Inhibitory action of Lipoxin A4 on PDGF, EGF and LTD4
Control of inflammation is crucial to prevent damage to the host during infection.
Lipoxins, which are metabolites of trihydroxytetraene-containing arachidonic acid, are
crucial modulators of proinflammatory response. In the absence of Lipoxin
A4 biosynthetic pathways, uncontrolled inflammation during infection is
lethal, even in the case of pathogen clearance , , , .
Lipoxin A4 exerts its action via an interaction with its
cognate G protein-coupled receptor (GPCR), Formyl peptide receptor-like 1
(FPRL1) , , , .
Lipoxins display potent antiinflammatory action, including attenuation of neutrophil
migration and reactive oxygen species (ROS) production that mediates the switch to
chronic inflammation and promotes resolution , , , , .
FPRL1 interaction with Lipoxin A4
and aspirin-triggered lipoxins on neutrophils regulates the polyisoprenyl
phosphate signaling pathway. FPRL1 activation by lipoxins
reverses Leukotriene B4-initiated polyisoprenyl phosphate remodeling, leading to
accumulation of Presqualene diphosphate, a potent negative
intracellular signal in neutrophils that inhibits phospholipase D 1
(PLD1) and superoxide anion generation , , , .
In monocytes and macrophages (but not neutrophils), Lipoxin
A4, can induce Ras homolog gene family, member A
(RhoA)-dependent cytoskeleton reorganization, via
FPRL1 / G-protein alpha-i family
/ Adenylate cyclase pathway and inhibition of
Cyclic AMP (cAMP). Lipoxin-induced migration of monocytes
and macrophages may contribute to the resolution of inflammation , .
Lipoxin A4 also acts as a partial agonist to mediate the
bioactions in several tissues and cell types other than leukocytes, via interactions with
two GPCRs, Cysteinyl Leukotriene Receptor 1 and 2 (CysLT1
and CysLT2) , .
Lipoxin A4 blocks Leukotriene D4
(LTD4) actions and also competes for specific
LTD4 binding on mesangial cells  and human
umbilical vein endothelial cells . Lipoxin A4
and LTD4 bind and compete with essentially
equal affinity at CysLT1 and CysLT2
, , , , , providing a molecular basis for Lipoxin
serving as a local damper of both vascular CysLT1 /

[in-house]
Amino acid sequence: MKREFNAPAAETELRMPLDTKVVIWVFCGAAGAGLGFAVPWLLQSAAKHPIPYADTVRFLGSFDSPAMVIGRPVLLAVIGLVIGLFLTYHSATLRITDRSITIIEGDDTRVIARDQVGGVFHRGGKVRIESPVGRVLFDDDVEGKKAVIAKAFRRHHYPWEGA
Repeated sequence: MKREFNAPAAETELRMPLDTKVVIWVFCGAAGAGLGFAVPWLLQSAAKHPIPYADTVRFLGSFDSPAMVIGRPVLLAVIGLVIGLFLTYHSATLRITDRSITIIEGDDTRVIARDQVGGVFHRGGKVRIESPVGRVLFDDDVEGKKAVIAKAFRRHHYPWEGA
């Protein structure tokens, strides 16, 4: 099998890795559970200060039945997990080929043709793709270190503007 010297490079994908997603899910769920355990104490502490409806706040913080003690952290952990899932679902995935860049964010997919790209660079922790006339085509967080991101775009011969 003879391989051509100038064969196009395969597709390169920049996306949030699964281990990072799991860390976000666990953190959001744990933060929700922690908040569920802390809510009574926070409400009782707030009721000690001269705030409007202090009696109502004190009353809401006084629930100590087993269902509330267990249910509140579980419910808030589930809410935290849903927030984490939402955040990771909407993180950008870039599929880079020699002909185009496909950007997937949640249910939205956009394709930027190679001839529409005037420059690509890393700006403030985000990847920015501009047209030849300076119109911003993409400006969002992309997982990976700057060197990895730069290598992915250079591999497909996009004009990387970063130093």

CysLT2 signals as well as Lipoxin/
FPRL1-regulated neutrophil trafficking .
In human renal mesangial cells, Lipoxin A4 has been shown
to inhibit Platelet-derived growth factor beta (PDGF-B) and
LTD4-stimulated cell proliferation.
LTD4 transactivates Platelet-derived growth factor receptor
beta (PDGF-R-beta) via CysLT2 /
G-protein alpha-q/11 / c-Src
signaling. Lipoxin A4 inhibits
LTD4-induced phosphorylation of
PDGF-R-beta by c-Src and also
inhibits PDGF-B activation of
PDGF-R-beta and proliferative responses to
Lipoxin A4 / FPRL1 signaling
is also coupled with reactivation of Protein tyrosine phosphatase
SHP-2, that specifically dephosphorylates the recruitment
sites of the Phosphoinositide-3-kinase, regulatory subunit 1 (alpha) (PI3K
reg class IA (p85)) on the platelet-derived growth factor receptor beta
(PDGF-R-beta) and Epidermal growth factor receptor
(EGFR) . Platelet-derived growth factor beta
and Epidermal growth factor (EGF)-activated
EGFR undergo autophosphorylation at multiple tyrosine
residues followed by association with numerous signal transduction proteins that include
Phospholipase C gamma 1 (PLC-gamma 1), PI3K
reg class IA (p85) and SHP-2.
H2O2 can oxidatively inactivate
SHP-2, within the microenvironment of
PDGF-R-beta. Activation of the lipid raft-bound
FPRL1 induces recruitment to and activation/reactivation of
SHP-2 through direct stimulation of
SHP-2 and/or indirectly by attenuating
H2O2 production. Although Peroxiredoxin 2
(PRDX2) allows oxidatively inactivated
SHP-2 to be reactivated by removing endogenous
H2O2 , , ,
Lipoxin A4 attenuation of H2O2
production and hence activation of SHP-2 has
been shown to be independent of PRDX2 .
In addition to inducing G-protein-coupled receptor FPRL1
signaling, lipoxins, can also activate a nuclear receptor Aryl hydrocarbon receptor
(AHR) , which triggers expression of
Suppressor of cytokine signaling 2 (SOCS2). Both receptors,
FPRL1 and AHR,
are involved in SOCS2 induction in dendritic
cells . SOCS2-deficient cells are
hyper-responsive to microbial stimuli, as well as refractory to the inhibitory actions of
Lipoxin A4. Upon infection with an intracellular pathogen,
SOCS2-deficient mice had uncontrolled production of
proinflammatory cytokines, decreased microbial proliferation, aberrant leukocyte
infiltration and elevated mortality. SOCS2 is a crucial
intracellular mediator of the anti-inflammatory actions of lipoxins , .
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